Mug and Meralda, Together At Last

It’s been a weird week in publishing.

A writer – I won’t mention her name – decided to trademark a common English word. Worse, she sent a flurry of Cease and Desist letters to authors who dared use this common word in their book titles.

That’s the short version. People laughed, at first. I didn’t, because I know how Amazon works. Even though the idea of trademarking a commonplace word and then demanding that no one else use it is silly, Amazon will yank books at the first hint of legal entanglement, no matter how specious the claim of the legality.

The trademark troll insists she’s doing nothing wrong. She claims authors using ‘her’ word can simply change their titles and covers (in a day, she claims) and avoid legal issues, including lawsuits filed by her.

It’s not that easy, of course. You can’t just change a book cover title with a few clicks. I’m sure she-who-will-not-be-named knows this. But she also knows she’s got indie authors over a barrel. No author wants to lose their book, their reviews, or their rankings. No one wants to spend months convincing Amazon they were the victim of a shady trademark scam. But that’s what will very likely happen if Miss Trademark Troll raises a stink with Amazon.

Fortunately, cracks have already started to show in her scheme. She trademarked not just the word, but also the word depicted in a specific font. As the wrath of the romance author community was roused, someone identified the font, tracked down the owner of the company which owns the font, and discovered the owner specifically prohibits anyone registering a trademark using one of their fonts. And no, this author wasn’t given special permission.

Oops. Strike one. Don’t mess with romance authors, for they are many in number, skilled in the ways of the net, and not afraid of your litigious ass.

Next, the Cease and Desist notices didn’t come from an actual law firm, but from the author herself. That’s suspicious too. If you actually have high-powered lawyers, why are you doing their work? Lawyers are usually none too happy when their clients start throwing legalese around, especially phrases such as ‘my lawyer assures me I will win if I sue, so do as I say, or else.’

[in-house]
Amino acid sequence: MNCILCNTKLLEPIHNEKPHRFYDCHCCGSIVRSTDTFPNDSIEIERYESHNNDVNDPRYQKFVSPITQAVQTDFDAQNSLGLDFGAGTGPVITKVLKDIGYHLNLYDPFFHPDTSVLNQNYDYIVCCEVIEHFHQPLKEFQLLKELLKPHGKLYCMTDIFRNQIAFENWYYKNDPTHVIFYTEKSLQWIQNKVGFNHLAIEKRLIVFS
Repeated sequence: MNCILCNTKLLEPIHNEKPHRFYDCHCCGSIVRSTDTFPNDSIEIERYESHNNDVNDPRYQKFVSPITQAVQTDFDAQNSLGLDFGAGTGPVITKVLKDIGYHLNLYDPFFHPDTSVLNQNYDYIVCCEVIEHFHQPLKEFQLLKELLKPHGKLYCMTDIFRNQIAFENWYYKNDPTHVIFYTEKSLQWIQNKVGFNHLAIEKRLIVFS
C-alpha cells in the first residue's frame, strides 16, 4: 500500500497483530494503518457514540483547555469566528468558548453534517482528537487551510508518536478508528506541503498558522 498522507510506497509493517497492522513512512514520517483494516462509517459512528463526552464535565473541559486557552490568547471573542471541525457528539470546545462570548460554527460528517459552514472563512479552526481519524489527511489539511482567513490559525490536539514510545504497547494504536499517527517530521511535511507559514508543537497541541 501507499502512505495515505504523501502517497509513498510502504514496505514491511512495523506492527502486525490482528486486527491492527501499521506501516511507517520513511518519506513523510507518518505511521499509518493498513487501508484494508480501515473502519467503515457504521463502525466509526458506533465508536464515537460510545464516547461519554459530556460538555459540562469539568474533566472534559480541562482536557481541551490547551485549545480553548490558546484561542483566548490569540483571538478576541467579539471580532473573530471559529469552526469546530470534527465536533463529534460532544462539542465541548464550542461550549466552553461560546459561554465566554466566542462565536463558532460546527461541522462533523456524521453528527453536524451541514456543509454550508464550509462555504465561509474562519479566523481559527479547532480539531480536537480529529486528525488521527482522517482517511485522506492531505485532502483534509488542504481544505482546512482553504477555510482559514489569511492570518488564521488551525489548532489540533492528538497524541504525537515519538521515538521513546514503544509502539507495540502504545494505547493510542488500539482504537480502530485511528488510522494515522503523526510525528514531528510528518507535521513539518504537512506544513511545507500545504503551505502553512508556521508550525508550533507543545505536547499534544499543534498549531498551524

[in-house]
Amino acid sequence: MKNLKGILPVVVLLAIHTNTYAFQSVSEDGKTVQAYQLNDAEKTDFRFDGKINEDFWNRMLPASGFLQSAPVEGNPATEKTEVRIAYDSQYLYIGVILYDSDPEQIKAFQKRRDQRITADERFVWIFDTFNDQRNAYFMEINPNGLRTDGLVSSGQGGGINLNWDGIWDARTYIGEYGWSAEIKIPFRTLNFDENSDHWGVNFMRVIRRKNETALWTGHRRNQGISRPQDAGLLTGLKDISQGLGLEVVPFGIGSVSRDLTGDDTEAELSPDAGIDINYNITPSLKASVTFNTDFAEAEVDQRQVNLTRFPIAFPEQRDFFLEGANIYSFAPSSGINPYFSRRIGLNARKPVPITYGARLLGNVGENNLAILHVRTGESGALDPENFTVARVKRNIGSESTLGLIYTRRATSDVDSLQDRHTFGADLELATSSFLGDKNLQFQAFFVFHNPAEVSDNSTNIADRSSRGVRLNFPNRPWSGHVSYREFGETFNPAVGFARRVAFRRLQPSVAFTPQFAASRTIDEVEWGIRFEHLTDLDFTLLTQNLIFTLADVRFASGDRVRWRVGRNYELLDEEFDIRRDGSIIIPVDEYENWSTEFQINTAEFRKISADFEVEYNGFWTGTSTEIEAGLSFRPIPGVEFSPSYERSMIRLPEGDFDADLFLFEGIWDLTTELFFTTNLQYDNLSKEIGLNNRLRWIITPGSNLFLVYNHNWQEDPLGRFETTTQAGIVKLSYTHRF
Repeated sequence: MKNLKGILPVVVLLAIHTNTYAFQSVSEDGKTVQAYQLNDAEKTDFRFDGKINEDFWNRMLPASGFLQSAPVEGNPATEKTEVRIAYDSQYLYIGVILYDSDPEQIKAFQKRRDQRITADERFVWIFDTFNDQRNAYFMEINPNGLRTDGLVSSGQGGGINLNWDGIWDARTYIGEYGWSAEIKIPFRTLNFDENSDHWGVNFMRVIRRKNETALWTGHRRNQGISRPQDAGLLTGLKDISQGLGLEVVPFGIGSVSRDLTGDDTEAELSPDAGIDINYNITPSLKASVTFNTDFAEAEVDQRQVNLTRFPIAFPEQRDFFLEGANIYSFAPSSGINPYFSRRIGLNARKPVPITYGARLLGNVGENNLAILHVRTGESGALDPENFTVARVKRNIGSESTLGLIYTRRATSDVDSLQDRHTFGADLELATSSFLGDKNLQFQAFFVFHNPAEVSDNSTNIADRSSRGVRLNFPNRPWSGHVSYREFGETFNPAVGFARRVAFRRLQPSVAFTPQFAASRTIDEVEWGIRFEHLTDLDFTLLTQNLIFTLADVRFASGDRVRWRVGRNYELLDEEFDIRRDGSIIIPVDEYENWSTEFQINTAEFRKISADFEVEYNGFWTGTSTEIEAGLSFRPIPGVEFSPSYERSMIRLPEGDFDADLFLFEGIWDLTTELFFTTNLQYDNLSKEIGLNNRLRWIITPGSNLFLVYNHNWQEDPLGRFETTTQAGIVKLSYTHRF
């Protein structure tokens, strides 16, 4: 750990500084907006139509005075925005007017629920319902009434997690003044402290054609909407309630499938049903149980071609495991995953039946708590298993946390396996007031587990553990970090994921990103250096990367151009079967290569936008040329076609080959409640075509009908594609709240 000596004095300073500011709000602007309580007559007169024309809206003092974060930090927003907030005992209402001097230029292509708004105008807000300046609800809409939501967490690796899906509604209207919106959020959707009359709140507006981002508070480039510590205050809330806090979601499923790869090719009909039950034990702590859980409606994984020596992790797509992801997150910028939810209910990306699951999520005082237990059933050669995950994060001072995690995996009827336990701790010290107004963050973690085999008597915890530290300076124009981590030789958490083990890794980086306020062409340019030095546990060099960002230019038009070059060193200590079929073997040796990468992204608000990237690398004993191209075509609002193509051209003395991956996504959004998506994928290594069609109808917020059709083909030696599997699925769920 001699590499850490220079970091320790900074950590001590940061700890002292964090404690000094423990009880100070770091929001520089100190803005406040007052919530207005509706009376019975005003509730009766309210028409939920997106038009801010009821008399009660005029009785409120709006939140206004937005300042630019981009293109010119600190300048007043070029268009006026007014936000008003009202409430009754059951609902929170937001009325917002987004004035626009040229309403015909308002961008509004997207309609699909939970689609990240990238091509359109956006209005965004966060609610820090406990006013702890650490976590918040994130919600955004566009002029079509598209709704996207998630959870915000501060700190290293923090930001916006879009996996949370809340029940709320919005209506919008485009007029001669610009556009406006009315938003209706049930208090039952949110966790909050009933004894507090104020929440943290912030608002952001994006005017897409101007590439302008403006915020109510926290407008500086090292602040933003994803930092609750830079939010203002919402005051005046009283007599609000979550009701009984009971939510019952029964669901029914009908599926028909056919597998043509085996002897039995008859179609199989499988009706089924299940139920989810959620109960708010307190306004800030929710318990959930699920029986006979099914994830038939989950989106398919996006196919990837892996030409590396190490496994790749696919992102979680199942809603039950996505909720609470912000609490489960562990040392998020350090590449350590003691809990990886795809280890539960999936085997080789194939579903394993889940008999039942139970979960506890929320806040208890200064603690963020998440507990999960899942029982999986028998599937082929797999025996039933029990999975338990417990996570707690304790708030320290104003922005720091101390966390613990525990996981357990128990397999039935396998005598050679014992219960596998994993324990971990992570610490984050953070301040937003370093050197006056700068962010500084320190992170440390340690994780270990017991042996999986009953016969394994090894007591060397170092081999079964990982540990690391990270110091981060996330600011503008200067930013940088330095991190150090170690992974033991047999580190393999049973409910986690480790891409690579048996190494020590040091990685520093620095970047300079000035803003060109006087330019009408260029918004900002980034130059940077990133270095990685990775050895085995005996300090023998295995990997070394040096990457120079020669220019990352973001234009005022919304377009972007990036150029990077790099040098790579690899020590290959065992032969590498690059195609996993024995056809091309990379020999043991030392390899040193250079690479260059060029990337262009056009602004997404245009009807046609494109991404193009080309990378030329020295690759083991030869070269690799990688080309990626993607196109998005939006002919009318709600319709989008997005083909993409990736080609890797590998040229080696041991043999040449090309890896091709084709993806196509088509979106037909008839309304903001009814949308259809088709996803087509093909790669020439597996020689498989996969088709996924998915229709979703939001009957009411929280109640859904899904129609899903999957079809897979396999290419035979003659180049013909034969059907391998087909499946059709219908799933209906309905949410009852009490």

Still, I know of at least one author who changed her title and her cover.

I get why she did that. The whole ‘I own common English adjective X’ argument is stupid, and I predict it won’t hold up under even the most casual legal scrutiny. But dealing with Amazon once they remove your book is nothing short of a nightmare. I don’t blame her for changing the title. Honestly, I might have done the same, knowing I could change it back in a few weeks after the dust settled.

Does anyone remember patent trolls? They were always in the news, in the late 90s. The scam worked like this – patent troll patents some ludicrous aspect of a device or system. Let’s say the trolls managed to patent an L shaped piece of metal with a hole at each end for bolts. Simple – so simple a variation on the dingus appears in nearly every machine everywhere.

Then the trolls claimed anybody using anything remotely similar to their patented L shaped gizmo was infringing on them. The trolls were usually careful – they wouldn’t go after Boeing, for instance, or IBM, because they had lawyers and deep pockets. Instead, the trolls went after smaller companies, knowing they’d likely toss money at them just to make them go away.

Makes me think patent trolls returned to their damp caves and evolved. Now they are trademark trolls and are taking aim at small-time authors. While no one has been shaken down for money – yet – one could argue it’s a strongarm tactic designed to go after the authors our troll sees as competition.

If this act of trademarking a common word is not confronted and reversed, there’s nothing to stop me, for instance, from trademarking the word ‘dark’ as it is used in fantasy novel titles.